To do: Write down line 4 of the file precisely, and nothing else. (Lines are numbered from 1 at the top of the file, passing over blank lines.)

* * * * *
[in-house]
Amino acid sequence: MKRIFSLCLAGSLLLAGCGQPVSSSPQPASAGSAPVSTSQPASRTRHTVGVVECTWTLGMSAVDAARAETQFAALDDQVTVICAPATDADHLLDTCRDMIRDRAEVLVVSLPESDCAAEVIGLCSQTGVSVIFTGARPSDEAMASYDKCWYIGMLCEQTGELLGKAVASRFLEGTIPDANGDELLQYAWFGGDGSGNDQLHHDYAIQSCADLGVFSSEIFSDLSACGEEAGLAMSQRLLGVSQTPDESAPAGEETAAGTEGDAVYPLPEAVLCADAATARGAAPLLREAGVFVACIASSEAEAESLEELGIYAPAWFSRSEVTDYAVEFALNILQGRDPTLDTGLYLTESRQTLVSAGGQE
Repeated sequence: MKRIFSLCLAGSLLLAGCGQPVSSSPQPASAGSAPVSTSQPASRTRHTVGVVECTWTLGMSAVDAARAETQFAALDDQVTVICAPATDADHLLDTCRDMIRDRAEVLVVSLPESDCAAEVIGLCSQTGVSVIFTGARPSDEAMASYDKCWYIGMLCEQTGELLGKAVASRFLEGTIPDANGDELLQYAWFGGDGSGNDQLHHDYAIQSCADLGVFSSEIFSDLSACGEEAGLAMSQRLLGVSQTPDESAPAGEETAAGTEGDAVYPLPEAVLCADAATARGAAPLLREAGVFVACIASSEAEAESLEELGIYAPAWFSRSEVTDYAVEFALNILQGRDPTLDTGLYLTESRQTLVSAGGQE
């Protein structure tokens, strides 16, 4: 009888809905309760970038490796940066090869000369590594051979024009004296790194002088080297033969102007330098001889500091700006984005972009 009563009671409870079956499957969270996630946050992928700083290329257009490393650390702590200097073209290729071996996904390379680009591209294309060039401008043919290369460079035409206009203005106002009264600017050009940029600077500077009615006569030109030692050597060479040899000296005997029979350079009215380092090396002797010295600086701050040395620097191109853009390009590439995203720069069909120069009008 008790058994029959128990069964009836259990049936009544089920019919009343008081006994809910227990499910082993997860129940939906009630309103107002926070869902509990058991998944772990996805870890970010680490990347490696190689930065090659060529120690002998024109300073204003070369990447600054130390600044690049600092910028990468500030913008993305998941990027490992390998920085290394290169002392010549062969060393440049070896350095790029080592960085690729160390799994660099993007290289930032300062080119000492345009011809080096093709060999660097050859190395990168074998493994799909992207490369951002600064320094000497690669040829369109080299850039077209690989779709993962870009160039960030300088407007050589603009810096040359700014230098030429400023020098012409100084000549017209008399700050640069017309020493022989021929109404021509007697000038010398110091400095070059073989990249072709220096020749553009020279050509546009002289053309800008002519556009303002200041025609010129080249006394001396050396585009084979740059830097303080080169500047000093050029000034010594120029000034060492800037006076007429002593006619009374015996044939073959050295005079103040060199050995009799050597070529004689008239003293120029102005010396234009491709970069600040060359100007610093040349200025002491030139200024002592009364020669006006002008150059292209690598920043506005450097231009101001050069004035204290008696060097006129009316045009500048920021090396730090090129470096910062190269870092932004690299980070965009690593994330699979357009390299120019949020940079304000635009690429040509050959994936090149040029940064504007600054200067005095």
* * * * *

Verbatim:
């Protein structure tokens, strides 16, 4: 009888809905309760970038490796940066090869000369590594051979024009004296790194002088080297033969102007330098001889500091700006984005972009 009563009671409870079956499957969270996630946050992928700083290329257009490393650390702590200097073209290729071996996904390379680009591209294309060039401008043919290369460079035409206009203005106002009264600017050009940029600077500077009615006569030109030692050597060479040899000296005997029979350079009215380092090396002797010295600086701050040395620097191109853009390009590439995203720069069909120069009008 008790058994029959128990069964009836259990049936009544089920019919009343008081006994809910227990499910082993997860129940939906009630309103107002926070869902509990058991998944772990996805870890970010680490990347490696190689930065090659060529120690002998024109300073204003070369990447600054130390600044690049600092910028990468500030913008993305998941990027490992390998920085290394290169002392010549062969060393440049070896350095790029080592960085690729160390799994660099993007290289930032300062080119000492345009011809080096093709060999660097050859190395990168074998493994799909992207490369951002600064320094000497690669040829369109080299850039077209690989779709993962870009160039960030300088407007050589603009810096040359700014230098030429400023020098012409100084000549017209008399700050640069017309020493022989021929109404021509007697000038010398110091400095070059073989990249072709220096020749553009020279050509546009002289053309800008002519556009303002200041025609010129080249006394001396050396585009084979740059830097303080080169500047000093050029000034010594120029000034060492800037006076007429002593006619009374015996044939073959050295005079103040060199050995009799050597070529004689008239003293120029102005010396234009491709970069600040060359100007610093040349200025002491030139200024002592009364020669006006002008150059292209690598920043506005450097231009101001050069004035204290008696060097006129009316045009500048920021090396730090090129470096910062190269870092932004690299980070965009690593994330699979357009390299120019949020940079304000635009690429040509050959994936090149040029940064504007600054200067005095």